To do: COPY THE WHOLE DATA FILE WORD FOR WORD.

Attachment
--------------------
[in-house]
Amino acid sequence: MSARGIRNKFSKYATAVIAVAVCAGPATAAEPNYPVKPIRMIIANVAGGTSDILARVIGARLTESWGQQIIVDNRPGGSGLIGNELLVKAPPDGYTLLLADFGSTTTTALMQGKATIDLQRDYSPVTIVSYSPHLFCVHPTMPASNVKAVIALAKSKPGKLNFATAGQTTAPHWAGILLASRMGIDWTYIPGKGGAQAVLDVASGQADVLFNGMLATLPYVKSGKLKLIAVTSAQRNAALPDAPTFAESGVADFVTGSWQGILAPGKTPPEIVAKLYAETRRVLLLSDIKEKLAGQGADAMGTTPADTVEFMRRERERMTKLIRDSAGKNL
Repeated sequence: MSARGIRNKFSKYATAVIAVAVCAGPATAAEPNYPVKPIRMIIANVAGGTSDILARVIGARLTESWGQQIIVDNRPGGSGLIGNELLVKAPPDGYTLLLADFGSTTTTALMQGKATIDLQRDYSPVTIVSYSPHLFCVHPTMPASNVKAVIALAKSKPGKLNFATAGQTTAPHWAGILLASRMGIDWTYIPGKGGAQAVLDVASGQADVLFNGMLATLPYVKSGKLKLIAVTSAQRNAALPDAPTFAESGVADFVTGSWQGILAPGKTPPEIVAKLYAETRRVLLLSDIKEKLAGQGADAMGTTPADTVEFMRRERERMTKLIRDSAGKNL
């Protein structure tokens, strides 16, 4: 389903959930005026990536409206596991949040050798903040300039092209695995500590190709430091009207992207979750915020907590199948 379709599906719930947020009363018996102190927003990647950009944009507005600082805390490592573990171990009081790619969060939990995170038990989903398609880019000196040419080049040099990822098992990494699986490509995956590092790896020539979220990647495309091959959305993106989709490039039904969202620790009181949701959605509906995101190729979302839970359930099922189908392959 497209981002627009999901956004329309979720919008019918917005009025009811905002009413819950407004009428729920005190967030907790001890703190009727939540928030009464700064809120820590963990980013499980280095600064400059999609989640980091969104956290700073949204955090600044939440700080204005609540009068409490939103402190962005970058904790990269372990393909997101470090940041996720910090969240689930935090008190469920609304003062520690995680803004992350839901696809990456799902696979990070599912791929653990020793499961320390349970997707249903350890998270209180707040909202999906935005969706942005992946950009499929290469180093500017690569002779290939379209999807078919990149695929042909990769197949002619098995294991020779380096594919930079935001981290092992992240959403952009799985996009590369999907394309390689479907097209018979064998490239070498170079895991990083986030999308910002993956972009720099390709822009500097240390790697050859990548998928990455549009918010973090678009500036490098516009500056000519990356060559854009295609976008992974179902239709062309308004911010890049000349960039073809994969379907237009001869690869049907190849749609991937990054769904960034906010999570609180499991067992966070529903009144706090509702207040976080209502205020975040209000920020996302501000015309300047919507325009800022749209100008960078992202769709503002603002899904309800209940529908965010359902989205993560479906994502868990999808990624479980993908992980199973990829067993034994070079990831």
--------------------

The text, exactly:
[in-house]
Amino acid sequence: MSARGIRNKFSKYATAVIAVAVCAGPATAAEPNYPVKPIRMIIANVAGGTSDILARVIGARLTESWGQQIIVDNRPGGSGLIGNELLVKAPPDGYTLLLADFGSTTTTALMQGKATIDLQRDYSPVTIVSYSPHLFCVHPTMPASNVKAVIALAKSKPGKLNFATAGQTTAPHWAGILLASRMGIDWTYIPGKGGAQAVLDVASGQADVLFNGMLATLPYVKSGKLKLIAVTSAQRNAALPDAPTFAESGVADFVTGSWQGILAPGKTPPEIVAKLYAETRRVLLLSDIKEKLAGQGADAMGTTPADTVEFMRRERERMTKLIRDSAGKNL
Repeated sequence: MSARGIRNKFSKYATAVIAVAVCAGPATAAEPNYPVKPIRMIIANVAGGTSDILARVIGARLTESWGQQIIVDNRPGGSGLIGNELLVKAPPDGYTLLLADFGSTTTTALMQGKATIDLQRDYSPVTIVSYSPHLFCVHPTMPASNVKAVIALAKSKPGKLNFATAGQTTAPHWAGILLASRMGIDWTYIPGKGGAQAVLDVASGQADVLFNGMLATLPYVKSGKLKLIAVTSAQRNAALPDAPTFAESGVADFVTGSWQGILAPGKTPPEIVAKLYAETRRVLLLSDIKEKLAGQGADAMGTTPADTVEFMRRERERMTKLIRDSAGKNL
């Protein structure tokens, strides 16, 4: 389903959930005026990536409206596991949040050798903040300039092209695995500590190709430091009207992207979750915020907590199948 379709599906719930947020009363018996102190927003990647950009944009507005600082805390490592573990171990009081790619969060939990995170038990989903398609880019000196040419080049040099990822098992990494699986490509995956590092790896020539979220990647495309091959959305993106989709490039039904969202620790009181949701959605509906995101190729979302839970359930099922189908392959 497209981002627009999901956004329309979720919008019918917005009025009811905002009413819950407004009428729920005190967030907790001890703190009727939540928030009464700064809120820590963990980013499980280095600064400059999609989640980091969104956290700073949204955090600044939440700080204005609540009068409490939103402190962005970058904790990269372990393909997101470090940041996720910090969240689930935090008190469920609304003062520690995680803004992350839901696809990456799902696979990070599912791929653990020793499961320390349970997707249903350890998270209180707040909202999906935005969706942005992946950009499929290469180093500017690569002779290939379209999807078919990149695929042909990769197949002619098995294991020779380096594919930079935001981290092992992240959403952009799985996009590369999907394309390689479907097209018979064998490239070498170079895991990083986030999308910002993956972009720099390709822009500097240390790697050859990548998928990455549009918010973090678009500036490098516009500056000519990356060559854009295609976008992974179902239709062309308004911010890049000349960039073809994969379907237009001869690869049907190849749609991937990054769904960034906010999570609180499991067992966070529903009144706090509702207040976080209502205020975040209000920020996302501000015309300047919507325009800022749209100008960078992202769709503002603002899904309800209940529908965010359902989205993560479906994502868990999808990624479980993908992980199973990829067993034994070079990831």